The Fresh Loaf

News & Information for Amateur Bakers and Artisan Bread Enthusiasts

Jewish Salt Sticks

Jposephjk's picture

Jewish Salt Sticks

I have only been attempting to broaden my baking exposure recently.

I saw a recipe for Jewish Salt Sticks presented by one of your  members.

I did not understand how all the measurements were in ounces.  for

example 1.5oz beaten egg, 0.6 oz salt  & 0.5oz malt  syrup/powder.  Near

the end it says to let sticks to fully proof.   I have only been exposed to

baked good recipes meant for the lay person.  If there is a conversion chart

for measurements I would appreciate findiong where to get on.

Email any help to


G-man's picture

There's no single convserion chart for weight to volume or volume to weight, because the same volume of any given ingredient except water produces any number of different weights depending on a ton of factors.

So here's what I found. I don't vouch for the accuracy of this at all.

1 cup AP flour: 125g/4.5 oz

1 cup white granulated sugar: 200g/7 oz

1 cup brown sugar: 220g/7.8 oz

1 tbs salt: 9g/0.66 z

1 cup syrup: 312g/11 oz

1 cup egg: 50g/1.75 oz

This comes with a disclaimer:

Volume measurement will not, except by accident, be able to achieve what this recipe is pointing toward.It's $20 for a very good kitchen scale that measures in ounces and grams. It's a small investment, and worth it.

Good luck.

Elagins's picture

You can find a full volumes/oz/grams conversion chart for most baking ingredients at

Stan Ginsberg

G-man's picture

I stand corrected. Thanks Stan.

Elagins's picture

np G-man. happy baking!


Aussie Pete's picture
Aussie Pete

Hi Jposephjk

2.8?(something)  grams is equal to 1 ounce in weight.

For an easy maths conversion I take the the 2.8? up to 3 grams to either multiply or divide.

eg. 30 ounces of bread flour converted to Grams would be 30 ounces/3 = 10grams.

or the reverse being 10grams of flour X 3 = 30 ounces.

Although not entirley accurate to scale it makes the maths side simple and I have yet to have a converted recipe fail. You can also buy digital scales that have a ounces or gram reading like mine.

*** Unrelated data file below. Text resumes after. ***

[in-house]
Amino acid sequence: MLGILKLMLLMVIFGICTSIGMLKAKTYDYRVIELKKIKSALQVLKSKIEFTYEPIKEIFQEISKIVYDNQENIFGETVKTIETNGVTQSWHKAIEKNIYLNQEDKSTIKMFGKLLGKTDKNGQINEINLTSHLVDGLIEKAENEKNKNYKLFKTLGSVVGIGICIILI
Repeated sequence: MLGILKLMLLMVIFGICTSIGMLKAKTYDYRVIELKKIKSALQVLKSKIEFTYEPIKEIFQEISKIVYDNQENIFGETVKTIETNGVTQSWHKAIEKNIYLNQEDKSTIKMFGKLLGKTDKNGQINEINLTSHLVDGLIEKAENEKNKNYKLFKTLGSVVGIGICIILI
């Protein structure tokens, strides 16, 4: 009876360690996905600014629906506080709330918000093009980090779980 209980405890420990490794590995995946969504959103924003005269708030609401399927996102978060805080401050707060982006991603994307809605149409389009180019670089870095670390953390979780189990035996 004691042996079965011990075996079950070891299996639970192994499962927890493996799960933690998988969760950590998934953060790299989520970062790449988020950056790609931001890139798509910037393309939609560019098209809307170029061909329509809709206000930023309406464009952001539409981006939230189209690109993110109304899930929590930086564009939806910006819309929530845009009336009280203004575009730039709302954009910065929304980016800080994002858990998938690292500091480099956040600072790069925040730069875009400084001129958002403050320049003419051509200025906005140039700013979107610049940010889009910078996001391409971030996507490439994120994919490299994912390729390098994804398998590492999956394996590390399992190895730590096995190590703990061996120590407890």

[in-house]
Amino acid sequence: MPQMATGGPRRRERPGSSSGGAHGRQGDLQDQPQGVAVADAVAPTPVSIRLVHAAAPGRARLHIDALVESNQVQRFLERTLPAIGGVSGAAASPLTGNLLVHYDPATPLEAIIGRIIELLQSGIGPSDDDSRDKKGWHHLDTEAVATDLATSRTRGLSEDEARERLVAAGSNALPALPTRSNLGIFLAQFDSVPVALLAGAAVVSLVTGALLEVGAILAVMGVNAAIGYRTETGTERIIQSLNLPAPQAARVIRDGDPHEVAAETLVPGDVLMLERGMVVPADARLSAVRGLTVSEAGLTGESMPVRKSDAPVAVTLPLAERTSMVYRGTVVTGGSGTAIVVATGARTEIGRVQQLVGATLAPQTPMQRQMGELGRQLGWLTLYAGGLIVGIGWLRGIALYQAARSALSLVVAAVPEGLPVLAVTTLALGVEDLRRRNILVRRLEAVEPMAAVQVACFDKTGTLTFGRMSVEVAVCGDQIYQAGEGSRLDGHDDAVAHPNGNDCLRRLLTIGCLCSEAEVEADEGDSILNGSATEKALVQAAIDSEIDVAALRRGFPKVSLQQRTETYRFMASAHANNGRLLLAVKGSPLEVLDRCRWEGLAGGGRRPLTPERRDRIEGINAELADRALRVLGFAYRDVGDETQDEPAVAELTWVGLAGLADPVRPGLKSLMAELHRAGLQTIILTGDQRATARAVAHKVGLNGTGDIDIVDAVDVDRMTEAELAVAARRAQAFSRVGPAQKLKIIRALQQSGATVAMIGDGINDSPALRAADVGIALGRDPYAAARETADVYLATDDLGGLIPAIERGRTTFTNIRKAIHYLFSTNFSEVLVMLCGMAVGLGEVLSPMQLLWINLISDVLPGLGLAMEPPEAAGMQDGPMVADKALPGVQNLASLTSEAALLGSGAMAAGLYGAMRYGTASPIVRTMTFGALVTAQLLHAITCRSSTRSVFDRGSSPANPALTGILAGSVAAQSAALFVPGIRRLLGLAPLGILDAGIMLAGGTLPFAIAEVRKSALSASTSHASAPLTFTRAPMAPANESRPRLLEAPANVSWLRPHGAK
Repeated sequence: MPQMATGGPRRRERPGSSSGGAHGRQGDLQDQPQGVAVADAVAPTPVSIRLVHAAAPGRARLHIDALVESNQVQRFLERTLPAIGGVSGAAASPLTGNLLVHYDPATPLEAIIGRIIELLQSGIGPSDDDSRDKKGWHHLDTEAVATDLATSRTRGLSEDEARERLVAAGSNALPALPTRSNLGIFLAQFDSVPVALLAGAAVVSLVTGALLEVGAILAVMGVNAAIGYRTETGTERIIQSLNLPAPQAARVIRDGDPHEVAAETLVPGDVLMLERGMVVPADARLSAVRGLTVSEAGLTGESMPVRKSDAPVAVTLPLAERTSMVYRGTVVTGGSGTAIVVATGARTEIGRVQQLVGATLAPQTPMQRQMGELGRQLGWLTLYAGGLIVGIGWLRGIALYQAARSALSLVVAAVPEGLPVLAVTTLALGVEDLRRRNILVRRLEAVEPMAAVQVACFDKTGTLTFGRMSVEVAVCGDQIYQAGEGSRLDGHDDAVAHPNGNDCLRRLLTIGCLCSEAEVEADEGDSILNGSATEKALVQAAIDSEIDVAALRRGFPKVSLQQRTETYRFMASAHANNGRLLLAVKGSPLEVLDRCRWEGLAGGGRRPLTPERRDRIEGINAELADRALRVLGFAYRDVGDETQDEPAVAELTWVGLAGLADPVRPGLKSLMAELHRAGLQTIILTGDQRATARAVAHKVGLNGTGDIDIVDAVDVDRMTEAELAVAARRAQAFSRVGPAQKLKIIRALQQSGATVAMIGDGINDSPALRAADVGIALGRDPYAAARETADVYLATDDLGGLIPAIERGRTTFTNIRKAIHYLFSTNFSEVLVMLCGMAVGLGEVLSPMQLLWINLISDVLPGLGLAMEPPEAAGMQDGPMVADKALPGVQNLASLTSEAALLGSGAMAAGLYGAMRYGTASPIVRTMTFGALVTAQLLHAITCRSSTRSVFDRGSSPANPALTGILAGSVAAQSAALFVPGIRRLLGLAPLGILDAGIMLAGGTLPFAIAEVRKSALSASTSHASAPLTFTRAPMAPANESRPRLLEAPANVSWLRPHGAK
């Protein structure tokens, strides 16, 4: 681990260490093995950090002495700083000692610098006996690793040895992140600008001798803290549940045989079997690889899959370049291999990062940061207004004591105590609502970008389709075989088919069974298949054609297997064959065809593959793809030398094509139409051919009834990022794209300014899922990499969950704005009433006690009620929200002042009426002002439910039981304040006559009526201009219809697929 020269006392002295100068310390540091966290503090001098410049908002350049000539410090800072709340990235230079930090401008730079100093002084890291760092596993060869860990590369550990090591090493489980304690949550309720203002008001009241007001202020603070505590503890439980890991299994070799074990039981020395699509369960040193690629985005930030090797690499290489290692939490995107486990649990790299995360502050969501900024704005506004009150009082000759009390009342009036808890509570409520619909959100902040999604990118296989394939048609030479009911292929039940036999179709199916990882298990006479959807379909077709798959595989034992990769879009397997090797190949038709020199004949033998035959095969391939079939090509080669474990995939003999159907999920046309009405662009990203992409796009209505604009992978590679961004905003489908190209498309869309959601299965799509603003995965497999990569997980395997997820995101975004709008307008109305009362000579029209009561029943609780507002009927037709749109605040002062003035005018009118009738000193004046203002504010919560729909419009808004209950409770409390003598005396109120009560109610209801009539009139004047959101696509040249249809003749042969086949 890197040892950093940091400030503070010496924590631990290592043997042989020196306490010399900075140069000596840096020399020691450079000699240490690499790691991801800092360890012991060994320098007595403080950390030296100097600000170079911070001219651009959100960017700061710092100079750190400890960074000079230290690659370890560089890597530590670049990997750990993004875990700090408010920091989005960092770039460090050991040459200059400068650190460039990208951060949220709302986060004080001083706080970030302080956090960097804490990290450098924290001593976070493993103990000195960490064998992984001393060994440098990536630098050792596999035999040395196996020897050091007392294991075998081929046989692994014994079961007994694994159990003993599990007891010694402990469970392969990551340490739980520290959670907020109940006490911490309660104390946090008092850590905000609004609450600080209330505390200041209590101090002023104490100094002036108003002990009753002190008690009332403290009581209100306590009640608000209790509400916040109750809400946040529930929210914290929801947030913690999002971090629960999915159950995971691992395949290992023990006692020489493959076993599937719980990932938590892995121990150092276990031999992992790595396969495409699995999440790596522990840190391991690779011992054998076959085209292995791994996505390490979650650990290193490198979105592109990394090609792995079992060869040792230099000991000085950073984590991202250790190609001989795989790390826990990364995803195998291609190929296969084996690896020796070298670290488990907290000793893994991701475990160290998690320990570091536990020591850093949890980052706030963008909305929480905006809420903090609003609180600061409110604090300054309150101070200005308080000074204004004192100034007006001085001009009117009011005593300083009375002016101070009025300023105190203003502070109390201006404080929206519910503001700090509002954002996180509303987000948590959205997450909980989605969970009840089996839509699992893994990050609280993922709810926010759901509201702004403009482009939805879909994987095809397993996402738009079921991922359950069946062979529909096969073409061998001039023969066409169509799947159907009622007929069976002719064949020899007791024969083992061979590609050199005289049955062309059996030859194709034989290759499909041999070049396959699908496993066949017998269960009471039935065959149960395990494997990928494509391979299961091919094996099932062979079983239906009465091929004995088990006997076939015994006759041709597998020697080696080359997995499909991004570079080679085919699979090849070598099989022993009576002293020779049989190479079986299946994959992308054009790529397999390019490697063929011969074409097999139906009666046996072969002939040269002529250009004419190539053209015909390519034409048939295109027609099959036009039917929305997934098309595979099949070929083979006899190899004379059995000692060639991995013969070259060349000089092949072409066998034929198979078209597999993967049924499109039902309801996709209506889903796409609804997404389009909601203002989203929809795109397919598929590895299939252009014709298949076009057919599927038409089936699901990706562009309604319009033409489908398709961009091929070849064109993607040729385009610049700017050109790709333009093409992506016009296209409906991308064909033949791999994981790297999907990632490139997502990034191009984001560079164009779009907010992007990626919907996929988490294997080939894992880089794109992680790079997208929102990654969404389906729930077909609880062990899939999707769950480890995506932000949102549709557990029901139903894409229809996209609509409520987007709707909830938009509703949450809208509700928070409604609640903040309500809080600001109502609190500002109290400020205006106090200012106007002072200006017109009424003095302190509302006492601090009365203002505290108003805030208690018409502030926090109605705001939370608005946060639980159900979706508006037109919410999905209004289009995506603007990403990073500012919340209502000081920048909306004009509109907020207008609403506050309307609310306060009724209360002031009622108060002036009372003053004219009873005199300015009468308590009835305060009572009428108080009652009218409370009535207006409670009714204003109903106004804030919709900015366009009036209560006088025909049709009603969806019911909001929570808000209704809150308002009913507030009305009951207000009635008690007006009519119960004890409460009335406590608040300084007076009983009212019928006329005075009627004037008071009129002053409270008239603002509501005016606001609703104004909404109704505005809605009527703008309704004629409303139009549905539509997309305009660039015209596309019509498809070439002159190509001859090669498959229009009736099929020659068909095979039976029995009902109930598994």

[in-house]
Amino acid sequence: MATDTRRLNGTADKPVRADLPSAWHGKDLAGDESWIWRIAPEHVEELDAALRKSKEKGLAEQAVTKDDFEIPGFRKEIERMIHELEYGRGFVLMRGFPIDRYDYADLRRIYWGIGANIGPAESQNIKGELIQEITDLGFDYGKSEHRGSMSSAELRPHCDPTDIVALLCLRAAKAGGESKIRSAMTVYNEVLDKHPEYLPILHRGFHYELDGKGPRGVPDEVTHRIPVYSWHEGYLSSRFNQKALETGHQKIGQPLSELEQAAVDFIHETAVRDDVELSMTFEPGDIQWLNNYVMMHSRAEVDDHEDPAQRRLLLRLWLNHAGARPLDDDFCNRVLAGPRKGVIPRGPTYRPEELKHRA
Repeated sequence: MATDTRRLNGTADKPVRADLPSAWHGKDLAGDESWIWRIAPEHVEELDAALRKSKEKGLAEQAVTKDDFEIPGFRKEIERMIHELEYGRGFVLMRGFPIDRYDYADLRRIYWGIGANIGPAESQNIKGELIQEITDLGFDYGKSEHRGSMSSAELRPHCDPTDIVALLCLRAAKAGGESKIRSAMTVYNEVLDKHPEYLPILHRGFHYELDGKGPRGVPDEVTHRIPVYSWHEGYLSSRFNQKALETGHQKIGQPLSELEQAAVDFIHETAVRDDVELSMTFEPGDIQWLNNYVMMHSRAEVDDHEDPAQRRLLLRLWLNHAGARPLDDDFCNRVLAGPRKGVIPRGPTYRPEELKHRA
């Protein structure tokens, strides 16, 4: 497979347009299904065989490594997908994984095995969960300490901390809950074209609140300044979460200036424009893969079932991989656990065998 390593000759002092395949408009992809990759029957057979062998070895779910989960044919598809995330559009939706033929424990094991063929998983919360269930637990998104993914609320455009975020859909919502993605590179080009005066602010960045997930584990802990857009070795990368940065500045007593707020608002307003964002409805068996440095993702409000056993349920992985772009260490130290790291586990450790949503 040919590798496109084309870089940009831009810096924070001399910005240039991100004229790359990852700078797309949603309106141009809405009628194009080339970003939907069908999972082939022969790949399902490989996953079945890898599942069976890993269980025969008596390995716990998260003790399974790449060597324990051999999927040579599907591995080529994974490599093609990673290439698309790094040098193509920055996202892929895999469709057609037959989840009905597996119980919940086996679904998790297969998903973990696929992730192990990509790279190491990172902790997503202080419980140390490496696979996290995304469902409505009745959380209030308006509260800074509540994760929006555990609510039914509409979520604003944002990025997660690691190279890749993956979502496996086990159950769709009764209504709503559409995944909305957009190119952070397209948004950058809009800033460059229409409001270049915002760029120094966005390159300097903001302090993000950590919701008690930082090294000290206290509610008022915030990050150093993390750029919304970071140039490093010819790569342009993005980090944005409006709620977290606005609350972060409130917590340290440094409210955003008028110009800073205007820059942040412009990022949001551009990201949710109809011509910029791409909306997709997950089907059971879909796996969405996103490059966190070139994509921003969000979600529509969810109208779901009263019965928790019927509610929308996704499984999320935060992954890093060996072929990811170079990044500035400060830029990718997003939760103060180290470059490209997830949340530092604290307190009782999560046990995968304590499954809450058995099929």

Hope this helps........Cheers...........Pete.

pmccool's picture

There are 28.3 grams to the ounce, not 2.8 grams to the ounce.  So 30 ounces x 28.3 grams/ounce = 849 grams.

Yet another reason for working entirely in the metric system, instead of going back and forth.


Aussie Pete's picture
Aussie Pete

Hi PMcCool,

You know your was late after a big day at work. I was still on auto pilot and I didn't check. I placed the decimal point in the wrong place without thinking or realising.

I think I will just stick to my kitchen digital scales(as well as sticking my head in the oven.....oh hell even thats electric) with the metric or imperial button...........apologies to all.......and yes it is 30 I multiply by not 3.

Ah well........whats 10% between bread baking lovers..............

Thanks PMcCool..................Cheers..............Pete.

pmccool's picture

Ask the bright boys and girls at NASA about one of their recent Mars satellites that crashed because someone miscalculated.

At least you didn't flush billions of dollars down the drain because of a decimal point.


dabrownman's picture

and I have never heard of Jewish salt sticks.  Is it a regional or European thing.?

Postal Grunt's picture
Postal Grunt

J Hamelman's "Bread" mentions Salzstangerl or salt sticks being found in Austrian and German bakeries. He adapts his formula for 40% Caraway Rye (pg. 194 in my copy). I found quite a few threads in the archives that detail experiences with the formula. Perhaps someone can contribute with their experience making Salzstangerl with the formula.

Aussie Pete's picture
Aussie Pete

Hi There all,

Down in Australia I do not have access to a lot of Jewish bread recipies. Any chance of posting and sharing "Jewish Salt Sticks" on this site please?

I and others I'm sure would be grateful................Pete.

EvaB's picture

book written by Stan and Norm, has the salt sticks in it. They are a wonderful collection of Jewish recipes and of course history of Jewish bakeries in North America, worth it, and yes there are errors in it, but also the errata is posted on Stan's web site along with conversion tables, and much more!

I think they are a fairly simple thing to make, so give the book a whirl. Its not terribly expensive and besides its worth it for the historical information alone, especially if you don't have a lot of access to that type of recipe and history.